Am I not pretty enough?

Thin enough?

Did I not say the right thing?

Everything seemed good?

Am I too fat for him?

See, here is where the internal words are harsh and cutting, where we say things we would never dream of saying to our best friend, to our family, and yet we berate ourselves? Why do we do this to ourselves? I’m not drop-dead gorgeous, but I’d say I’m pretty. I’m not supermodel thin, but I’m a happy, healthy, curvy woman who loves to work out and eat food too. And I always have something to talk about. Something to teach, to learn. I’m interesting with so many hobbies I should be named the Hobbyist of the Year.

Despite all my attributes, I continued these negative thoughts, continued to say terrible words to myself, words I would never let past my lips in the company of family or best friends.

Why was I doing this? Why is it so hard for me to find someone?

My younger sister, one night after a tearful “I’ll never find someone” kind of pity-party nights, said to me, “You’re a rubber band ball.”

“I’m a- I’m a what?” I sniffled and ran my hand under my nose.

“You’re a rubber band ball. You have all these layers to you.” She smiled. “You’re pretty and artistic and funny. Each layer is a rubber band, part of the whole.”

I loved it. She was right. I need someone who will love every layer; every stretchy band needs a little bit of care.

I had been beating myself up, thinking it was something I did, something I didn’t do, something I wasn’t to him… And I had been wasting all my energy on this guy, who obviously just wasn’t that into me and instead of telling me, ignored me. It’s not my fault. It happened because I needed it to happen.

“There are no extra pieces in the universe. Everyone is here because he or she has a place to fill and every piece must fit itself into the big jigsaw puzzle.” — Deepak Chopra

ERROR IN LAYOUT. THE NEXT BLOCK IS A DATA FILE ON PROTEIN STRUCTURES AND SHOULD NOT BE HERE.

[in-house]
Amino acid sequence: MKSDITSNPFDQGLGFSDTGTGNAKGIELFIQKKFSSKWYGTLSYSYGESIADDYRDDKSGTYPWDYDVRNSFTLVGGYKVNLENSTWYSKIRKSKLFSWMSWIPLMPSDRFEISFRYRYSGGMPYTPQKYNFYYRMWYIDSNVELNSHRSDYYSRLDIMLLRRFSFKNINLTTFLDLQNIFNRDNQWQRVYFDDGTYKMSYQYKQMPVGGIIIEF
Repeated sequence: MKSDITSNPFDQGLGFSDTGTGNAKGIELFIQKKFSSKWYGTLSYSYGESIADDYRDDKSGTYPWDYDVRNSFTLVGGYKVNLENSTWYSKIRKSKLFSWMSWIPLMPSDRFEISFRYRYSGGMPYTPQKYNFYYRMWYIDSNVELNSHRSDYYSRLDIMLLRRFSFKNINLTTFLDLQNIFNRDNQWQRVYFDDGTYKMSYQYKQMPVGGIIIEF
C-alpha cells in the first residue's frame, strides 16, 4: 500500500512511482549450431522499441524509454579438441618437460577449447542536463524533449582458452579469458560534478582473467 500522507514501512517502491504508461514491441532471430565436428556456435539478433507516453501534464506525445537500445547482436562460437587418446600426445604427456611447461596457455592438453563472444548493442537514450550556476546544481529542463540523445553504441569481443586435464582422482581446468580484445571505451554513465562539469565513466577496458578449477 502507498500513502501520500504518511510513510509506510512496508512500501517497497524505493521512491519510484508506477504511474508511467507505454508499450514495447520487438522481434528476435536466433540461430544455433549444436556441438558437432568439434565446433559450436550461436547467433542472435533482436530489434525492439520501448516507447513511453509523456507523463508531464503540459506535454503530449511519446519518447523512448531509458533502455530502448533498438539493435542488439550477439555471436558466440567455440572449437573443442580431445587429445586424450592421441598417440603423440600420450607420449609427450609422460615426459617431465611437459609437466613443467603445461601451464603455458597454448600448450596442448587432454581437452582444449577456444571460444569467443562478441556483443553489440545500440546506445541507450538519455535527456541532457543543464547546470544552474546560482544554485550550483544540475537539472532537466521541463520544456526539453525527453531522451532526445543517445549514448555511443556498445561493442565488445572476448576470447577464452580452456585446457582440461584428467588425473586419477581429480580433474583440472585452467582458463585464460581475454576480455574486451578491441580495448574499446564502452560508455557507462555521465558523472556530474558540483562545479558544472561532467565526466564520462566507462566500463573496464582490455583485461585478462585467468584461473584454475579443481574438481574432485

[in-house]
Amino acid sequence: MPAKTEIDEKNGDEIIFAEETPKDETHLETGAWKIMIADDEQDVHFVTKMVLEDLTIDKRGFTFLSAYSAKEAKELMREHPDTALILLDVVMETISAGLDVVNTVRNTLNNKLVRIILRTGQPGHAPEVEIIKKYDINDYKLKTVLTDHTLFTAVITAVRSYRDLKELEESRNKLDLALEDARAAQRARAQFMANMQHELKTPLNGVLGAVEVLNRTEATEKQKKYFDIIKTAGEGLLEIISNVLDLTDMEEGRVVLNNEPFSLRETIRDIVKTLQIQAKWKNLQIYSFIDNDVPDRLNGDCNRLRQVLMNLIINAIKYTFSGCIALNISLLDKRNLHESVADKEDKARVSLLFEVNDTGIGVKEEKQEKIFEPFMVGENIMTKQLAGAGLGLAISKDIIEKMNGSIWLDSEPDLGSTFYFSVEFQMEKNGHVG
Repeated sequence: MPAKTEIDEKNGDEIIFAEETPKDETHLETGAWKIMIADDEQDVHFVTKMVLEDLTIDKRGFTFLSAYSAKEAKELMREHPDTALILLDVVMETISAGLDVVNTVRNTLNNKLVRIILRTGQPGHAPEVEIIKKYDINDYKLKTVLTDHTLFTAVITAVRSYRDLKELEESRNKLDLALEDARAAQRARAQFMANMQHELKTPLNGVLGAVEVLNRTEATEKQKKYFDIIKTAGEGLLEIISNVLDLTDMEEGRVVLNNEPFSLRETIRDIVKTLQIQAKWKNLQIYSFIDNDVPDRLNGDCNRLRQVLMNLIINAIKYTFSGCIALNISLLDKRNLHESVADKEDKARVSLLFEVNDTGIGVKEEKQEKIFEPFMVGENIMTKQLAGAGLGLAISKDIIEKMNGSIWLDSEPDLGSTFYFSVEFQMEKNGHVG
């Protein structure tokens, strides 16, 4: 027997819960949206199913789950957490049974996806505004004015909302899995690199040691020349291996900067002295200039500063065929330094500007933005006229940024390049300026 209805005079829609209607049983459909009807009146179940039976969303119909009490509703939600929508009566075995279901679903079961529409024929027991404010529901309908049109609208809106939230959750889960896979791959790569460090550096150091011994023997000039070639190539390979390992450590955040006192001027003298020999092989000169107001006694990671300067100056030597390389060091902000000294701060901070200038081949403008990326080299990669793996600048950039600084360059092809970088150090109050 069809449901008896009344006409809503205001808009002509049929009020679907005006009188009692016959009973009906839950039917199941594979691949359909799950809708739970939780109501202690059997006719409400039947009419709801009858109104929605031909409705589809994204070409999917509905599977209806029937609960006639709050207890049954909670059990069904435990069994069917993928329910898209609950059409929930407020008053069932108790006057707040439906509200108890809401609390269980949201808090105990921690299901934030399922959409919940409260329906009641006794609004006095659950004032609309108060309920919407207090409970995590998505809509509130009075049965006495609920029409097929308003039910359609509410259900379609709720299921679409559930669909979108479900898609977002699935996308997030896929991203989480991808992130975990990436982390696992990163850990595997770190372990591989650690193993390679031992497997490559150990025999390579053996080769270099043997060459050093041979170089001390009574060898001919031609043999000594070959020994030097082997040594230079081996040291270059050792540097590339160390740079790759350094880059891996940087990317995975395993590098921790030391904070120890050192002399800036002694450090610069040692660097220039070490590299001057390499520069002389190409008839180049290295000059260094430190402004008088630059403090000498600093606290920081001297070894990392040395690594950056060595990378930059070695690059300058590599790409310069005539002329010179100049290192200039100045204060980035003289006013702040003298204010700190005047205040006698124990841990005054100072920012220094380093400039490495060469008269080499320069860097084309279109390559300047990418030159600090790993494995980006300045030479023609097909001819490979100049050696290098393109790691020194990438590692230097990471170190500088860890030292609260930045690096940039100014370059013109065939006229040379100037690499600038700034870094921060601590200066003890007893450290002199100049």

After a bout of pent up frustration, a few nights crying—unnecessarily—I wrote.

For the first time in months, I wrote.

Because I needed to, not because I was forcing myself to for a class or getting something to my critique partner.

I wrote.

And wrote.

And edited.

And when I finished, I felt relief. I finished a poem that I love (and will be reading at a RBWG event shortly). I finished something that needed to get said. And I felt, finally, unattached from those couple of nights when I thought that Jonas and I could have had something more. Although I haven’t heard from Jonas since he cancelled our dinner plans Memorial Day weekend, I do have him to thank for renewing my interest in hockey, tennis, and Ryan Adams.

Words bring us closer to ourselves and to the memories and the people around us who really matter.

And being around those people, finding someone who is like that, is my grandest wish.

How about you? Will you get back to your words? Try to speak to yourself with kindness and love?

Live Laugh Love

I keep a box of words that I have Mod-Podged onto card stock for when I get stuck. I pull our a handful and start writing, trying to use them all. It definitely gets you unstuck!

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3 thoughts on “Getting Back To My Words

  1. Crys: You are such a good writer and very insightful (mature beyond your years, is the phrase I like to use when appropriate.) You’re also very productive on your WordPress blog, which I’m not. Anyway, sorry to bother.

    • Thank you! I’ve been told that I’m an old soul as well. 🙂

      I know it’s been a little while since I’ve been on my blog, but I’ll be updating it more that the book is nearly ready for publishing!

  2. Pingback: Sometimes you just need to stretch… « The Air I Breathe